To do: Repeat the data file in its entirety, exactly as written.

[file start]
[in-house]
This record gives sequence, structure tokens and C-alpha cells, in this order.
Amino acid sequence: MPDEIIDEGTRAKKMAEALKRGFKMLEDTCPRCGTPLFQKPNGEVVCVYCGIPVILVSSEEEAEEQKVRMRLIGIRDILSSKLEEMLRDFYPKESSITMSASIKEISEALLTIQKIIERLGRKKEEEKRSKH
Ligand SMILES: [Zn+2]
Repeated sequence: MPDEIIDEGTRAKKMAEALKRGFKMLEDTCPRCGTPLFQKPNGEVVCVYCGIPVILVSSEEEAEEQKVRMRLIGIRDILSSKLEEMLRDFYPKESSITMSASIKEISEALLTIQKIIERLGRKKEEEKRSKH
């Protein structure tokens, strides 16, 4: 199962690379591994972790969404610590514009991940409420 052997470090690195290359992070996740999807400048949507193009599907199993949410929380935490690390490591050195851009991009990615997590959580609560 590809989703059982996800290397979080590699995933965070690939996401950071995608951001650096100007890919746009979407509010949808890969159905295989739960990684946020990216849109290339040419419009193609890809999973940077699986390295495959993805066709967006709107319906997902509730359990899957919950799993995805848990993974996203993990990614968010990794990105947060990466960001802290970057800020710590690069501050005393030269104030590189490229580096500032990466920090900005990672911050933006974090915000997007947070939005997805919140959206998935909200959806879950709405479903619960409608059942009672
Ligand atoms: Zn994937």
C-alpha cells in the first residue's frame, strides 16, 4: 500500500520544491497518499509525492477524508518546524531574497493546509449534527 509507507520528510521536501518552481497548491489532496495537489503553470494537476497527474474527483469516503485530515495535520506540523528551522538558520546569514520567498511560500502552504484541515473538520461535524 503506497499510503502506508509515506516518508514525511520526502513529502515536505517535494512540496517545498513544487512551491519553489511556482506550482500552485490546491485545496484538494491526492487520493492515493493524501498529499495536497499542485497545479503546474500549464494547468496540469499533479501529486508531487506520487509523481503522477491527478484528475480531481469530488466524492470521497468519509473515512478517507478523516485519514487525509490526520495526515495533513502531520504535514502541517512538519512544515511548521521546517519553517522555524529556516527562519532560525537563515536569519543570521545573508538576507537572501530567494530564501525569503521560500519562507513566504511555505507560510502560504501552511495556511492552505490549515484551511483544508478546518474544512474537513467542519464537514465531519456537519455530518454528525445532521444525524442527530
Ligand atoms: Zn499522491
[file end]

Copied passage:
[in-house]
This record gives sequence, structure tokens and C-alpha cells, in this order.
Amino acid sequence: MPDEIIDEGTRAKKMAEALKRGFKMLEDTCPRCGTPLFQKPNGEVVCVYCGIPVILVSSEEEAEEQKVRMRLIGIRDILSSKLEEMLRDFYPKESSITMSASIKEISEALLTIQKIIERLGRKKEEEKRSKH
Ligand SMILES: [Zn+2]
Repeated sequence: MPDEIIDEGTRAKKMAEALKRGFKMLEDTCPRCGTPLFQKPNGEVVCVYCGIPVILVSSEEEAEEQKVRMRLIGIRDILSSKLEEMLRDFYPKESSITMSASIKEISEALLTIQKIIERLGRKKEEEKRSKH
């Protein structure tokens, strides 16, 4: 199962690379591994972790969404610590514009991940409420 052997470090690195290359992070996740999807400048949507193009599907199993949410929380935490690390490591050195851009991009990615997590959580609560 590809989703059982996800290397979080590699995933965070690939996401950071995608951001650096100007890919746009979407509010949808890969159905295989739960990684946020990216849109290339040419419009193609890809999973940077699986390295495959993805066709967006709107319906997902509730359990899957919950799993995805848990993974996203993990990614968010990794990105947060990466960001802290970057800020710590690069501050005393030269104030590189490229580096500032990466920090900005990672911050933006974090915000997007947070939005997805919140959206998935909200959806879950709405479903619960409608059942009672
Ligand atoms: Zn994937």
C-alpha cells in the first residue's frame, strides 16, 4: 500500500520544491497518499509525492477524508518546524531574497493546509449534527 509507507520528510521536501518552481497548491489532496495537489503553470494537476497527474474527483469516503485530515495535520506540523528551522538558520546569514520567498511560500502552504484541515473538520461535524 503506497499510503502506508509515506516518508514525511520526502513529502515536505517535494512540496517545498513544487512551491519553489511556482506550482500552485490546491485545496484538494491526492487520493492515493493524501498529499495536497499542485497545479503546474500549464494547468496540469499533479501529486508531487506520487509523481503522477491527478484528475480531481469530488466524492470521497468519509473515512478517507478523516485519514487525509490526520495526515495533513502531520504535514502541517512538519512544515511548521521546517519553517522555524529556516527562519532560525537563515536569519543570521545573508538576507537572501530567494530564501525569503521560500519562507513566504511555505507560510502560504501552511495556511492552505490549515484551511483544508478546518474544512474537513467542519464537514465531519456537519455530518454528525445532521444525524442527530
Ligand atoms: Zn499522491